Long-term Treasury and mortgage rates fell again this week, not a lot, but remarkable in the face of fierce tub-thumping at the Fed. The 10-year T-note traded under 4.2 percent, and low-fee 30-year mortgages made it to 5.625 percent.
The producer price index plunged .7 percent in December, but the “core” rate stripped of energy and food costs increased point-one percent; overall prices are not falling, but inflation is negligible. A .8 percent pop in December industrial production gave the bond market some pause, combined with the highest percentage of capacity in use in four years, but the production seems likely to fade as inventories are rising at twice the rate of sales.
December retail sales were thin, ex-autos up .3 percent, and new claims for unemployment insurance are in an up-trend, at 367,000 last week, the highest in many months.
The economy is OK, not remotely “overheating.” Several Fed governors had portentous things to say (rate increases might be faster and bigger than “measured”; the Fed is watching home prices; the Fed is worried about the trade and current account deficits…) but all the big-shot bloviation added nothing to estimates of the Fed’s intentions. Commentators are on the tape today expecting the Fed to double its rate this year, or stop after a .25 percent rise to 2.5 percent on Feb. 2.
Federal Reserve Chairman Alan Greenspan has not had a thing to say since last summer’s oh-so-cute, “We will recognize neutral when we are there.” The bond market is all but shouting: when long-term rates hold still while the Fed raises short-term rates, the “flattening” is a warning that the Fed is overdoing the tightening, that the economy is about to slow, or both. The Fed must raise cash yields from the emergency basement to “neutral,” but the bond market says neutral is close to where the Fed is now.
Frustrated short traders swear that the 4.25 percent baseline for 10-year Treasurys has been the suppressed result of mindless buying by central banks all over Asia, determined to maintain their trade advantage. Don’t believe it: they understand risks in the bond market perfectly well, and they are hardly alone as buyers. This 4.25 percent T-bond speaks for tens of trillions of dollars of capital.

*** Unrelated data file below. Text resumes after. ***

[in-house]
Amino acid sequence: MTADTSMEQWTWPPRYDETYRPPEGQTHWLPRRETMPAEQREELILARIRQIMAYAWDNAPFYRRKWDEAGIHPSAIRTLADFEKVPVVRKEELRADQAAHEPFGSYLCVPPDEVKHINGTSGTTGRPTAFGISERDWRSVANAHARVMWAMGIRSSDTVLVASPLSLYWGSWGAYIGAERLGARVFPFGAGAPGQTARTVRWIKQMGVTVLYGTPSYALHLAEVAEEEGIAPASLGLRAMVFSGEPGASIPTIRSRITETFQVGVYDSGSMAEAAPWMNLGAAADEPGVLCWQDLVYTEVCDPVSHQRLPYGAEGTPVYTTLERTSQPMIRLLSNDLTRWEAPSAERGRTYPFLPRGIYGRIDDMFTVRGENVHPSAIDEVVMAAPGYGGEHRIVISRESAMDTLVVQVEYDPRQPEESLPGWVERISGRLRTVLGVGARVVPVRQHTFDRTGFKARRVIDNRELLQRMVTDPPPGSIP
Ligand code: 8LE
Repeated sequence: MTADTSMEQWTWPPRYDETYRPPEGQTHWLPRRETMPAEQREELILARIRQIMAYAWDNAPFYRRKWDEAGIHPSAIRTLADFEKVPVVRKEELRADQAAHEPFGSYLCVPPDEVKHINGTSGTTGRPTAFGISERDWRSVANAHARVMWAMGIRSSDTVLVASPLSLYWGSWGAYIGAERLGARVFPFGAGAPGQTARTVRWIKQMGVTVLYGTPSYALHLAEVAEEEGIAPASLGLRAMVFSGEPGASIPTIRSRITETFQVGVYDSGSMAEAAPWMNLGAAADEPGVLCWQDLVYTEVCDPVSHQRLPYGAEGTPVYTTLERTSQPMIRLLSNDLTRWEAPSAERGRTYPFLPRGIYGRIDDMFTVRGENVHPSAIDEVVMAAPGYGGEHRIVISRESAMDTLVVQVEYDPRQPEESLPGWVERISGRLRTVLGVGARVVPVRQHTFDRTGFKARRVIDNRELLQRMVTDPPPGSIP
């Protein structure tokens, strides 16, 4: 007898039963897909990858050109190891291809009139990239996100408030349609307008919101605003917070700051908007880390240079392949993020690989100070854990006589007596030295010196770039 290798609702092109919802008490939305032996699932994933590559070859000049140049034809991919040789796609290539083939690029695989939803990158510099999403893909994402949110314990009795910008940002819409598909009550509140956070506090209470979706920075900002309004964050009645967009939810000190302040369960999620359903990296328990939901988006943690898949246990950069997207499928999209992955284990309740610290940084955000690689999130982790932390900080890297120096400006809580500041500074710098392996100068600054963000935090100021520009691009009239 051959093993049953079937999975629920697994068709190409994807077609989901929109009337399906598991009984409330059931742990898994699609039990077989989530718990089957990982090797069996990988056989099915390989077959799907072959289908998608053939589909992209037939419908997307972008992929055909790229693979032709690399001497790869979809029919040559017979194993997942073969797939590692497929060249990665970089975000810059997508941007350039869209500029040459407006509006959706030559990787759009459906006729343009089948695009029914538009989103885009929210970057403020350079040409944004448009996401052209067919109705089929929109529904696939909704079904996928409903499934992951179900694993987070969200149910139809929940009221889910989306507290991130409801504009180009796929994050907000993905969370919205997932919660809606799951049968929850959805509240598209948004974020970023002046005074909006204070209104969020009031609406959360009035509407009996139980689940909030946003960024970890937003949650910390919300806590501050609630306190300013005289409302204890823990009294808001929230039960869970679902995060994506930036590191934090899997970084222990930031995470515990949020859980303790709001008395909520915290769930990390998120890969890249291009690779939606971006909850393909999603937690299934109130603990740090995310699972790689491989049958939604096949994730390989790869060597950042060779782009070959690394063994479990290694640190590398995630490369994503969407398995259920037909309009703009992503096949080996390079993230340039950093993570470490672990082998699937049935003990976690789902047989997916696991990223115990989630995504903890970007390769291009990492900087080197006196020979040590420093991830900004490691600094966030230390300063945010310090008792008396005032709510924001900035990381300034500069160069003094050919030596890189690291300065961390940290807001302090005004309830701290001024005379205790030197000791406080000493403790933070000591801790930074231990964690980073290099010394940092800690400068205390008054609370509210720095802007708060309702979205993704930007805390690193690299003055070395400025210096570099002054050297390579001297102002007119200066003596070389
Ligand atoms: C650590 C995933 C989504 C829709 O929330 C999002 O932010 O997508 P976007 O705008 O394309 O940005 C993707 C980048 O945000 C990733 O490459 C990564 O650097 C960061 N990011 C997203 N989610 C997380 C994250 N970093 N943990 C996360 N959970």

The Wall Street event of the week was Treasury Secretary John Snow’s appearance to pitch the Bush Administration’s Social Security privatization plan to investment bankers. I would give a body part (maybe two or three) to have been a fly on the wall after Snow left the room.
These bankers are the finest pitchmen on the planet. If you want to get your deal done, you go to them to ask how to get it done, not to tell. You do so in complete privacy – no one should know that you are going to see the bankers, before or after. It is utterly, completely pointless to try to sell something to these bankers – they assume that anyone attempting to do so has a problem with his/her SAT scores.
The disarray in the Bush Administration is painful to watch. The bankers know that privatization will do nothing for Social Security solvency unless benefits are cut, and the hole is too big for any conceivable tax increase. They also know that there are not enough Republican votes for a benefit cut, and that the Democrats are stifling don’t-get-mad-get-even snickering on the sidelines.
Political capital is a smoke-and-mirrors affair: you have it only so long as you look like you do. Everybody on the Street knows that Social Security reform as described is peripheral to the nation’s financial health. The financial center of President Bush’s second term is this: since the beginning of his first term, federal revenues have fallen 5.6 percent, federal spending has risen 23 percent, and federal debt has grown by 29 percent.
Begin to deal with it, or don’t expect to be taken seriously.
Lou Barnes is a mortgage broker and nationally syndicated columnist based in Boulder, Colo. He can be reached at email@example.com.
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